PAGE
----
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Courts, law and justice in our country

Syed Ahmad Idid

Published
Modified 13 Mar 2019, 6:13 am

COMMENT | As a country and as citizens, Malaysia and Malaysians are confronted with interesting issues. These help us to think, analyse and inquire. One matter that blew up in the press recently was on the functions of the courts.

The courts are divided into subordinate courts and the superior courts. The latter consist of the High Court, Court of Appeal and the Federal Court.

The High Courts are of Malaya and Sabah and Sarawak (which used to be known as High Court of Borneo).

The decisions which took to the press and which led Malaysians questioning the functions of the courts have come from the superior courts.

When a bomb blows up, there will be a large hole and splinters. The common jargon is that collateral damage must be expected.

I propose to deal with a few issues emanating from the questions raised in some cases. I hope others will elucidate further so as to help more Malaysians understand and appreciate the courts, their functions and difficulties in interpreting the laws and decisions.

There can be other opinions. Those who care to explain, perhaps in more detail, will be helping the legal fraternity grow and the judges better enlightened.

Let me begin with action against retired judges.

Introduction

There was some uproar of late against a media statement issued by the judiciary on Nov 26, 2018. In that statement, the judiciary noted that it considered an allegation of interference as a serious breach of law and ethics. In the result, the judiciary announced that an internal investigation was conducted, and all the relevant persons were heard.

The public did not feel confident on two areas:

The judiciary is unable to take any action, under the Judges’ Ethics Committee Act 2010 and the Judges’ Code of Ethics 2009, into the alleged misconduct of the retired judge because the said judge had retired; and

The judiciary had to suspend the internal investigation because police investigation was and is now underway. In any event, the Karpal Singh appeal is still pending, en route to the Federal Court.

The law on removal of judges – the bitter truth

Judges are the final protectors of the public against aggression from the executive arm of the government. Premised on this reason, and to ensure their independence, judges are granted security of tenure. Therefore, the country has made it quite difficult to remove a sitting judge.

Article 125 of the Federal Constitution only caters for provisions which allow the Chief Justice to take action against sitting judges. The law, therefore, gives the Chief Justice very little power when it comes to retired judges.

To put it into context, Article 125(3) of the Federal Constitution allows the Chief Justice (after consulting with the Prime Minister), the power to recommend to the Yang di-Pertuan Agong to appoint a tribunal to remove a judge from office. Article 125 does not cater for any other course of action.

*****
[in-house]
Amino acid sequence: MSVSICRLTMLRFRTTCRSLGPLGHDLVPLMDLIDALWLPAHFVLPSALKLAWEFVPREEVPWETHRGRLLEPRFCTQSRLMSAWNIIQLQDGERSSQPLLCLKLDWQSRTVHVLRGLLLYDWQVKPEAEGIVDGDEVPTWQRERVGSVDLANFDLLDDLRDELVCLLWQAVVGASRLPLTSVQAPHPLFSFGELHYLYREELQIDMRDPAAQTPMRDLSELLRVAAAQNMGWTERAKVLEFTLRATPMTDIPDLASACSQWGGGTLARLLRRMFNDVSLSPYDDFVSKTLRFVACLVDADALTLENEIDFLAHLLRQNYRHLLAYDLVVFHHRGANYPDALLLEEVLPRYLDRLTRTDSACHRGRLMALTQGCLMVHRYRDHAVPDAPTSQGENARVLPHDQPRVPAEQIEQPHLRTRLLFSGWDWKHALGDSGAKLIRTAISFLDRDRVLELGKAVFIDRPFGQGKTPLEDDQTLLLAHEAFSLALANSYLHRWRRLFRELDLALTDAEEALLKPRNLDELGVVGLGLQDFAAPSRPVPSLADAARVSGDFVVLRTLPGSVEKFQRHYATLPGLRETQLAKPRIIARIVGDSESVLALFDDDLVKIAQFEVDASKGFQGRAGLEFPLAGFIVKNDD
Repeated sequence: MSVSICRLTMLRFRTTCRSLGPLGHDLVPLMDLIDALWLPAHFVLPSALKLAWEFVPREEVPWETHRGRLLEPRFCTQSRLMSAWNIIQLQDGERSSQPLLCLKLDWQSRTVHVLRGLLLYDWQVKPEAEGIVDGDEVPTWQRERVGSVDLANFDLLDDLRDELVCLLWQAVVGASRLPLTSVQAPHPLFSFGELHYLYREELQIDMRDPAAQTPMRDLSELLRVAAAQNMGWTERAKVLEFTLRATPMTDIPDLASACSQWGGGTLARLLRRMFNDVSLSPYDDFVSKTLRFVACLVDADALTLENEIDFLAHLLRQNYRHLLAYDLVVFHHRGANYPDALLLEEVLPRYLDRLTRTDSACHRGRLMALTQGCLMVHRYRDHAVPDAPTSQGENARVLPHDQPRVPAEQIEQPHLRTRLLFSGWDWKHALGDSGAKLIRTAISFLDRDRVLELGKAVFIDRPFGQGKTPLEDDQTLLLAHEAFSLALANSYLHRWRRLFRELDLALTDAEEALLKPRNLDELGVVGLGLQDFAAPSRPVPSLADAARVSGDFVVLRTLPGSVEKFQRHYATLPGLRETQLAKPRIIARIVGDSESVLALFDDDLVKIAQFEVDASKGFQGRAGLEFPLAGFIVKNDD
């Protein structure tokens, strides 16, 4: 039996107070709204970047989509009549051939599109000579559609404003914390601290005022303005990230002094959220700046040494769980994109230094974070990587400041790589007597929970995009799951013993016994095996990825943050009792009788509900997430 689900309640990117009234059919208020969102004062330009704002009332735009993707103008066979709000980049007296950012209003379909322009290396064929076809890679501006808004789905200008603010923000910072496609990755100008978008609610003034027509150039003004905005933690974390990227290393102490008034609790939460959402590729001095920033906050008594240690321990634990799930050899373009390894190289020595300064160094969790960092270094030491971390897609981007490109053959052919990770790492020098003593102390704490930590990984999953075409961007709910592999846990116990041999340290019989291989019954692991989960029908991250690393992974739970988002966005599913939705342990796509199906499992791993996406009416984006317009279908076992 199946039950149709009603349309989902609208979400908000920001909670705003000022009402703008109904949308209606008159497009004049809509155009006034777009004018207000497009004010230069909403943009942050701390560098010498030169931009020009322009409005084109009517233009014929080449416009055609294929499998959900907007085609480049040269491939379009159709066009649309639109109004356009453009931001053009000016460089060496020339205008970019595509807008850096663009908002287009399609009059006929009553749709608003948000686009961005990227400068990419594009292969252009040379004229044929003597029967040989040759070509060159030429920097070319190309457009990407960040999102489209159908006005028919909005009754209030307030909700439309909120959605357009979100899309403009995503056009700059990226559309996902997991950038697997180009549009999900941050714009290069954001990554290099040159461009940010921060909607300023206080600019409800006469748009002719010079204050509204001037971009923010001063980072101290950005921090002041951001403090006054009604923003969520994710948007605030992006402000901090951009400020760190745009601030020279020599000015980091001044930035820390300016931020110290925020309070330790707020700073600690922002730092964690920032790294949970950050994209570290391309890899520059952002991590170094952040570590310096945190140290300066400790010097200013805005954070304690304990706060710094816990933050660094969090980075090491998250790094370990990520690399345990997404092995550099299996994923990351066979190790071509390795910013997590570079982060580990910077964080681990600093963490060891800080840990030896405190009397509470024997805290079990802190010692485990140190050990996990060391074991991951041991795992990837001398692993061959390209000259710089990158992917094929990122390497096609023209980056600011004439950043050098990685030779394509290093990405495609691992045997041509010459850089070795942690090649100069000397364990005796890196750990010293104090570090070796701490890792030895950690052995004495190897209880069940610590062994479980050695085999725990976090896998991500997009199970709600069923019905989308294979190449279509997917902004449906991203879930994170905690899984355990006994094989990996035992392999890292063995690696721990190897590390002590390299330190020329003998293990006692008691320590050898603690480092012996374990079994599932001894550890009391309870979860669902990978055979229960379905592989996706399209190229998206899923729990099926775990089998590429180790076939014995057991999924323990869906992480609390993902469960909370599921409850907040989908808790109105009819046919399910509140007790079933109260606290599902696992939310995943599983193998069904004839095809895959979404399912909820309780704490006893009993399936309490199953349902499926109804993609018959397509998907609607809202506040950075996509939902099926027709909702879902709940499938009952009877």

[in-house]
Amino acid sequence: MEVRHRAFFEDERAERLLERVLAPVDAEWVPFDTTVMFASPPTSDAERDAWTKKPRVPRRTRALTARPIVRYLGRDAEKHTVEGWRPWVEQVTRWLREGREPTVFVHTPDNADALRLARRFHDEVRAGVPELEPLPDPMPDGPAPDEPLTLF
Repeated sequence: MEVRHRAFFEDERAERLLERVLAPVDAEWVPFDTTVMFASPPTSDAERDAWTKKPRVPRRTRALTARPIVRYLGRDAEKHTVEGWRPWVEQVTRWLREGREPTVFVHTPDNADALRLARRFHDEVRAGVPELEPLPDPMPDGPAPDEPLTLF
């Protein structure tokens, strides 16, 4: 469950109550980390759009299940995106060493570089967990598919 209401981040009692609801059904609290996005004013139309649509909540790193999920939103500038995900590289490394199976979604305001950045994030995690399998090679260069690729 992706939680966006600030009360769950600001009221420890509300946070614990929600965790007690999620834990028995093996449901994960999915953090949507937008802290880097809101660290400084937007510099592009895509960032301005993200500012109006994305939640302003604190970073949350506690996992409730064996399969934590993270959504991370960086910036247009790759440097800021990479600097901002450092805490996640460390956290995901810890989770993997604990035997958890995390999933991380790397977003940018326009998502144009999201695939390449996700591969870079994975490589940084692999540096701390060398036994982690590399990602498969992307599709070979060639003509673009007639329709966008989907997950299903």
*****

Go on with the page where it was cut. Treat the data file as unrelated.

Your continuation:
Article 125(3B) confers the Chief Justice the power to prescribe a code of ethics. This ought to be read with the Judges’ Ethics Committee Act 2010 and the Judges’ Code of Ethics 2009. The following is the flow chart detailing the provisions of the Judges’ Ethics Code 2009 and the disciplinary powers available to the Chief Justice.

It will be noted that the code is silent on action against retired judges. This is only proper as any allegation in the nature of interference is a criminal matter, which should be left in the hands of the police and the prosecutors.

What can be done?

Many will notice that the law leaves little room to the Chief Justice when it comes to taking action against retired judges. Perhaps this is for good reason.

The interference by any person with the administration of justice is a crime. Section 186 of the Penal Code prohibits any person from obstructing any public servant from discharging his public functions.

Under Section 21 of the Penal Code, “public servant” includes “every Judge”. So, any person, be he or she a judge, who interferes with a judge’s functions, can be charged and tried for “obstructing a public servant”.

One real-life example of this is what happened to the former Chief Justice of Trinidad and Tobago who was at one point in time arrested on the grounds of having interfered with the administration of justice. It was alleged that the said Chief Justice had attempted to influence another judge to determine the outcome of politically-motivated cases in a certain way. He was charged for the Malaysian equivalent of “obstructing justice”.

Conclusion

No matter how enraged we may feel at allegations raised against a judge, we must no less follow the law. The duty to investigate and charge “corrupt judges” lies with the police and prosecution respectively.

Therefore, when the judiciary stated on Nov 26, 2018, that it must suspend investigations pending police investigations, that was the sensible thing to do.

Otherwise, the judiciary would be playing police, prosecutor and judge at the same time and unbecoming of a jurisdiction which practices the cardinal principle of separation of powers.


SYED AHMAD IDID is a former judge of the High Courts of Malaya and Borneo; director of the Kuala Lumpur Regional Centre for Arbitration, as well as a Fellow of the Asian Institute of Chartered Bankers.

The views expressed here are those of the author/contributor and do not necessarily represent the views of Malaysiakini.

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